Residents are offered the option to pursue completion of the Teaching and Learning Certificate Program at the UNC Eshelman School of Pharmacy. A significant number of activities in the TAing experience and other longitudinal requirements over the course of the year, apply towards the requirements of the program. An application process is necessary to join the teaching and learning certificate program, and if accepted, residents will be provided guidance on lectures, portfolio development and PCL participation to receive their certificate.

Residents may be given the opportunity to present academic lectures within the School of Pharmacy or other healthcare professional schools throughout the year. These opportunities will be discussed with residency leadership to ensure a successful experience.

Leadership Opportunities

UNC residents are offered the option to pursue completion of a leadership certificate through participation in the UNCH Pharmacy Residency Leadership Certificate Program. An application process is necessary to join the leadership certificate program, and if accepted, residents will be provided guidance on leading topic discussions, leadership in motion projects, mentorship, and other activities to receive their certificate. The certificate program’s vision is to develop leaders in pharmacy who will serve others, improve their communities, and advance the profession.

Each resident will be also given the opportunity to participate in longitudinal leadership responsibilities throughout the year that can involve but not limited to recruitment, webpage update, orientation planning, and many more. Residents will have the opportunity to apply for a chief resident position that has a term of 6 months. This gives 2 PGY2s and 2 PGY1s the opportunity to serve in this position.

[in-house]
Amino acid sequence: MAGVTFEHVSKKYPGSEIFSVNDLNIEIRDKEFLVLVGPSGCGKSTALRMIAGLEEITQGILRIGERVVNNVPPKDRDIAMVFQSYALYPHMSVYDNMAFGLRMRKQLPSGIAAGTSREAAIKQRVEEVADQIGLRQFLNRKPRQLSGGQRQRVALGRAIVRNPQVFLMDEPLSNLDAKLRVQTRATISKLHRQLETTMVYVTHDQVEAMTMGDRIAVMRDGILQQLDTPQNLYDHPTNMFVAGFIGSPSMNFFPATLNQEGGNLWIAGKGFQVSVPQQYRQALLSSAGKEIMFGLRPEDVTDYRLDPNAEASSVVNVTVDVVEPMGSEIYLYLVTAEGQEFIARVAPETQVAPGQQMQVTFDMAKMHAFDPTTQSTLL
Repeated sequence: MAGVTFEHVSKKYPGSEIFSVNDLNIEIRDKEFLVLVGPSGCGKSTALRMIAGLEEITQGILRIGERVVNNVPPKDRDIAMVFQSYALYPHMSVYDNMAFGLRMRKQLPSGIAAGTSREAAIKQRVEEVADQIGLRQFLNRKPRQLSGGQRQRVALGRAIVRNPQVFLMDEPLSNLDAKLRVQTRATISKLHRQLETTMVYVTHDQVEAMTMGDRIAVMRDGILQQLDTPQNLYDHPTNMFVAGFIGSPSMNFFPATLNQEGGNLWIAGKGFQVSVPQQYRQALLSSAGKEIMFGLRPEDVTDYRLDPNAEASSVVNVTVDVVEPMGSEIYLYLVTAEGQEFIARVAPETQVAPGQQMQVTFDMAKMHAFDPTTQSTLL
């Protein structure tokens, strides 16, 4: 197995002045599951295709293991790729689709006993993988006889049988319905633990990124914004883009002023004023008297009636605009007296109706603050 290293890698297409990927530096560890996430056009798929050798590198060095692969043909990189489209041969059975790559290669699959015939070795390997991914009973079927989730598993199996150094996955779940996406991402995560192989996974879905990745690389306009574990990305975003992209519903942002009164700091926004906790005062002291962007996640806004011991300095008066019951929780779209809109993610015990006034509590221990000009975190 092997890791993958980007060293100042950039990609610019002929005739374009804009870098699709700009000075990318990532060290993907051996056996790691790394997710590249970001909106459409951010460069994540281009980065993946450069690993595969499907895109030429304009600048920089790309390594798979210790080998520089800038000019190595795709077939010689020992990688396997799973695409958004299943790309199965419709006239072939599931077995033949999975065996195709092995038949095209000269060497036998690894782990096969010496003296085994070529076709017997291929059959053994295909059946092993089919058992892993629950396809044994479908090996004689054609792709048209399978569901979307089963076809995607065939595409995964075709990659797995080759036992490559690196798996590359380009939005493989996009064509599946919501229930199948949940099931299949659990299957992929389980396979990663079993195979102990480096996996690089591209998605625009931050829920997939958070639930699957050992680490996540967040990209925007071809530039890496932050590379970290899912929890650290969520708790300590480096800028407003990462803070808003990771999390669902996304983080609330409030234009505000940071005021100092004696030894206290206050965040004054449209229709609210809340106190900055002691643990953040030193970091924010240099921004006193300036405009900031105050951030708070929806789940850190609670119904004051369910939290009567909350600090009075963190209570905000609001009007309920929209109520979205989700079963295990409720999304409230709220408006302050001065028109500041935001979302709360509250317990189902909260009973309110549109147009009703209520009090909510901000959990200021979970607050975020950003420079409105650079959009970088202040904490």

Professional Meetings

PGY1 residents are required to attend the annual NCAP Residency Convention in July and the Research in Education and Practice Symposium (REPS) in May. Residents are provided professional days to attend up to 2 professional meetings during the year, such as but not limited to ASHP Midyear Clinical Meeting.

Resident Initiatives

Residents are at the core of being involved in a majority of initiatives for residents and members of the department of pharmacy, school of pharmacy, and the community.
The pharmacy residents are involved in the nation’s oldest interprofessional student-run free healthcare organization called SHAC. SHAC stands for Student Health Action Coalition that focuses on providing care to community members in need and educate student healthcare professionals.
Residents at UNC Medical Center are also involved in beginning initiatives, such as the ReCHARGE Committee. ReCHARGE stands for REsidents Creating Healthy and Resilient Group Environments and the mission is to create a sustainable environment that fosters resiliency and well-being, driven by and designed for pharmacy residents. This group focuses on advocacy and engagement around resident well-being and providing resources for our residents during the residency year.